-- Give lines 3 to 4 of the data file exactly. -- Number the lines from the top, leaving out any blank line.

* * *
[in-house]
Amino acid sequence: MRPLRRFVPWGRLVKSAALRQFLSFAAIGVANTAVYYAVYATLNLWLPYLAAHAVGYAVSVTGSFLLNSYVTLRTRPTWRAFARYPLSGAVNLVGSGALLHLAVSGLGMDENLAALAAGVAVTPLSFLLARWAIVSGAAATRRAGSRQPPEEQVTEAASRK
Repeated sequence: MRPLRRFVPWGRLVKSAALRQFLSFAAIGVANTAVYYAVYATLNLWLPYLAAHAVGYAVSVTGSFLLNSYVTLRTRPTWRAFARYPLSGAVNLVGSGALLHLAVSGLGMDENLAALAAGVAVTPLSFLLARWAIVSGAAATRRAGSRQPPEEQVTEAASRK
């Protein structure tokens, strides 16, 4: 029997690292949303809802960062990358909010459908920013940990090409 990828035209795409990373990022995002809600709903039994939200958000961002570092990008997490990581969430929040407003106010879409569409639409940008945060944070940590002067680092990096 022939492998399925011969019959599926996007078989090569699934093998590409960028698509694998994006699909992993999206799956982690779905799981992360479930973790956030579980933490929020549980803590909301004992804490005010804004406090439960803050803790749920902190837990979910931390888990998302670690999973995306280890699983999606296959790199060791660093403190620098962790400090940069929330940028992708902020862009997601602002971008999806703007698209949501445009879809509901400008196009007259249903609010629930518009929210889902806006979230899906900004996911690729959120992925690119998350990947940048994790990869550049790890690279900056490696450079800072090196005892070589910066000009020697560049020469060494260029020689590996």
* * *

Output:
Repeated sequence: MRPLRRFVPWGRLVKSAALRQFLSFAAIGVANTAVYYAVYATLNLWLPYLAAHAVGYAVSVTGSFLLNSYVTLRTRPTWRAFARYPLSGAVNLVGSGALLHLAVSGLGMDENLAALAAGVAVTPLSFLLARWAIVSGAAATRRAGSRQPPEEQVTEAASRK
């Protein structure tokens, strides 16, 4: 029997690292949303809802960062990358909010459908920013940990090409 990828035209795409990373990022995002809600709903039994939200958000961002570092990008997490990581969430929040407003106010879409569409639409940008945060944070940590002067680092990096 022939492998399925011969019959599926996007078989090569699934093998590409960028698509694998994006699909992993999206799956982690779905799981992360479930973790956030579980933490929020549980803590909301004992804490005010804004406090439960803050803790749920902190837990979910931390888990998302670690999973995306280890699983999606296959790199060791660093403190620098962790400090940069929330940028992708902020862009997601602002971008999806703007698209949501445009879809509901400008196009007259249903609010629930518009929210889902806006979230899906900004996911690729959120992925690119998350990947940048994790990869550049790890690279900056490696450079800072090196005892070589910066000009020697560049020469060494260029020689590996």